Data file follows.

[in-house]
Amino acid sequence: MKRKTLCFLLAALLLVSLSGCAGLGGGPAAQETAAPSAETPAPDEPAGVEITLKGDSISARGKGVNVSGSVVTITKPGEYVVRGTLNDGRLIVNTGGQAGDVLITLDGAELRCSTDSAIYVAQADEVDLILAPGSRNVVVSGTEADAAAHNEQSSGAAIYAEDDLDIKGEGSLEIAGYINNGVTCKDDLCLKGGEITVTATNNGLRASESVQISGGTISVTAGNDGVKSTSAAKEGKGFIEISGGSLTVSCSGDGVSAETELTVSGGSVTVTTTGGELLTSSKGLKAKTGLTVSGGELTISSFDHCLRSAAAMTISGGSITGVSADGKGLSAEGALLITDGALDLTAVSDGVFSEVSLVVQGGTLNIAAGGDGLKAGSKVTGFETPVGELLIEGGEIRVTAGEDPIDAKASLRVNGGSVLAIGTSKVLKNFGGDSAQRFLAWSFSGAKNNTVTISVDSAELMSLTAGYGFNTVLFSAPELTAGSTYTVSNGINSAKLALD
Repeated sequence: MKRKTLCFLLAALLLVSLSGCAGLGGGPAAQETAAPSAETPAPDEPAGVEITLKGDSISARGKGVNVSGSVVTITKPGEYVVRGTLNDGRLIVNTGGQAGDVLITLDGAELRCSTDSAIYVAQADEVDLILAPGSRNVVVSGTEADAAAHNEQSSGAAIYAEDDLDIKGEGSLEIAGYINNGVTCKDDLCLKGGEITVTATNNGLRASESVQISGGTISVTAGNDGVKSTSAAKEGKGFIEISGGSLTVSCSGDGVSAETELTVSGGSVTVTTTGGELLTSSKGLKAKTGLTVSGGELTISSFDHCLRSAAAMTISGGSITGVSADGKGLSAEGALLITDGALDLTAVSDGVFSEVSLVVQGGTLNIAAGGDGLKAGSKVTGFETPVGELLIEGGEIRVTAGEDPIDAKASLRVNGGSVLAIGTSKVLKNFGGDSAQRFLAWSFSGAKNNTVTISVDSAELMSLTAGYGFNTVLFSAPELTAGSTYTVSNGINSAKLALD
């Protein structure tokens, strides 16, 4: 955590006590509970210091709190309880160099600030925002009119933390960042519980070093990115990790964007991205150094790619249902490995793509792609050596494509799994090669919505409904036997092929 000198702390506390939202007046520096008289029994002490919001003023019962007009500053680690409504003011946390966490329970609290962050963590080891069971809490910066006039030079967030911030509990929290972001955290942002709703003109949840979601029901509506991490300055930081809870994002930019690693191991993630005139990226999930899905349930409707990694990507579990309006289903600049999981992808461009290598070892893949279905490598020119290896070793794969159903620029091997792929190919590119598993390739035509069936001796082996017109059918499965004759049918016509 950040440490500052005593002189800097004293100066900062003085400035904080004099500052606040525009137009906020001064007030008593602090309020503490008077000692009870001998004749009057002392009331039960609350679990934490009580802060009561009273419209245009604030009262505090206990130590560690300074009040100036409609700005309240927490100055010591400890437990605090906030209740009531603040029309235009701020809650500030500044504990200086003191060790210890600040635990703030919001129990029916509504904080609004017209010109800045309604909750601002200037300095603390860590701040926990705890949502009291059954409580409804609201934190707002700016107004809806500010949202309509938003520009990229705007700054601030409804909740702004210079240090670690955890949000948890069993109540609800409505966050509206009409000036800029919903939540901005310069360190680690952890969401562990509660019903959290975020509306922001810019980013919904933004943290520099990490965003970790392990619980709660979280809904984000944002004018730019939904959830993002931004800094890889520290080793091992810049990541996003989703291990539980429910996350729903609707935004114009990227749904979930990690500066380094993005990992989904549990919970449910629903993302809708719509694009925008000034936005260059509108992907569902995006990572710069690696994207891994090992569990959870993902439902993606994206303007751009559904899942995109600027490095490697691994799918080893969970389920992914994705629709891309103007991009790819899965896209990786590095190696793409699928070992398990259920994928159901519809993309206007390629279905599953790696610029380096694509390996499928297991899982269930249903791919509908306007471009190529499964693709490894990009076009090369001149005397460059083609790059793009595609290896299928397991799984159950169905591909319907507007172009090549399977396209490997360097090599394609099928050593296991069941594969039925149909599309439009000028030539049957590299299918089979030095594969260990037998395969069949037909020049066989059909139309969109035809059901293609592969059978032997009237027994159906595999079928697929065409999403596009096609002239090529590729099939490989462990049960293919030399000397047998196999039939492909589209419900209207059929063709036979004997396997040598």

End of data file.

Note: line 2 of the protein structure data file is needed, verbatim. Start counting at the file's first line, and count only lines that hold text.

Amino acid sequence: MKRKTLCFLLAALLLVSLSGCAGLGGGPAAQETAAPSAETPAPDEPAGVEITLKGDSISARGKGVNVSGSVVTITKPGEYVVRGTLNDGRLIVNTGGQAGDVLITLDGAELRCSTDSAIYVAQADEVDLILAPGSRNVVVSGTEADAAAHNEQSSGAAIYAEDDLDIKGEGSLEIAGYINNGVTCKDDLCLKGGEITVTATNNGLRASESVQISGGTISVTAGNDGVKSTSAAKEGKGFIEISGGSLTVSCSGDGVSAETELTVSGGSVTVTTTGGELLTSSKGLKAKTGLTVSGGELTISSFDHCLRSAAAMTISGGSITGVSADGKGLSAEGALLITDGALDLTAVSDGVFSEVSLVVQGGTLNIAAGGDGLKAGSKVTGFETPVGELLIEGGEIRVTAGEDPIDAKASLRVNGGSVLAIGTSKVLKNFGGDSAQRFLAWSFSGAKNNTVTISVDSAELMSLTAGYGFNTVLFSAPELTAGSTYTVSNGINSAKLALD